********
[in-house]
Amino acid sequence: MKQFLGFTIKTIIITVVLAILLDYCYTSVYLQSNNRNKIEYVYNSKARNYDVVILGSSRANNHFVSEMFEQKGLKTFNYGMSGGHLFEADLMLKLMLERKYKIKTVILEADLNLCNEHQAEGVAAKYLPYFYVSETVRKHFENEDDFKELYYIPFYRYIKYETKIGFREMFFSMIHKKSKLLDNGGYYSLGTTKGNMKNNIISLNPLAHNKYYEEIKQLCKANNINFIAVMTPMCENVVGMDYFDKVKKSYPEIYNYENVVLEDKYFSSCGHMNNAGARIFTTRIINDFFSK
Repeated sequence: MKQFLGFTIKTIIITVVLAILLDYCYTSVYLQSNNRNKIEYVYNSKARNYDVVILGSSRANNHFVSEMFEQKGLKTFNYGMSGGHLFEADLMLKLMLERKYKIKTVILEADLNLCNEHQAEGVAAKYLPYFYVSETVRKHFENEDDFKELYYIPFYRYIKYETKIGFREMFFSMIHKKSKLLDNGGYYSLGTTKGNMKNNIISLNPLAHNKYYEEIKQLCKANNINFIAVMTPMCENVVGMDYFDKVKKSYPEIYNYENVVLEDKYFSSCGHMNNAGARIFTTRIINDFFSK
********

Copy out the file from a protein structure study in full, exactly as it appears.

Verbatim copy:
[in-house]
Amino acid sequence: MKQFLGFTIKTIIITVVLAILLDYCYTSVYLQSNNRNKIEYVYNSKARNYDVVILGSSRANNHFVSEMFEQKGLKTFNYGMSGGHLFEADLMLKLMLERKYKIKTVILEADLNLCNEHQAEGVAAKYLPYFYVSETVRKHFENEDDFKELYYIPFYRYIKYETKIGFREMFFSMIHKKSKLLDNGGYYSLGTTKGNMKNNIISLNPLAHNKYYEEIKQLCKANNINFIAVMTPMCENVVGMDYFDKVKKSYPEIYNYENVVLEDKYFSSCGHMNNAGARIFTTRIINDFFSK
Repeated sequence: MKQFLGFTIKTIIITVVLAILLDYCYTSVYLQSNNRNKIEYVYNSKARNYDVVILGSSRANNHFVSEMFEQKGLKTFNYGMSGGHLFEADLMLKLMLERKYKIKTVILEADLNLCNEHQAEGVAAKYLPYFYVSETVRKHFENEDDFKELYYIPFYRYIKYETKIGFREMFFSMIHKKSKLLDNGGYYSLGTTKGNMKNNIISLNPLAHNKYYEEIKQLCKANNINFIAVMTPMCENVVGMDYFDKVKKSYPEIYNYENVVLEDKYFSSCGHMNNAGARIFTTRIINDFFSK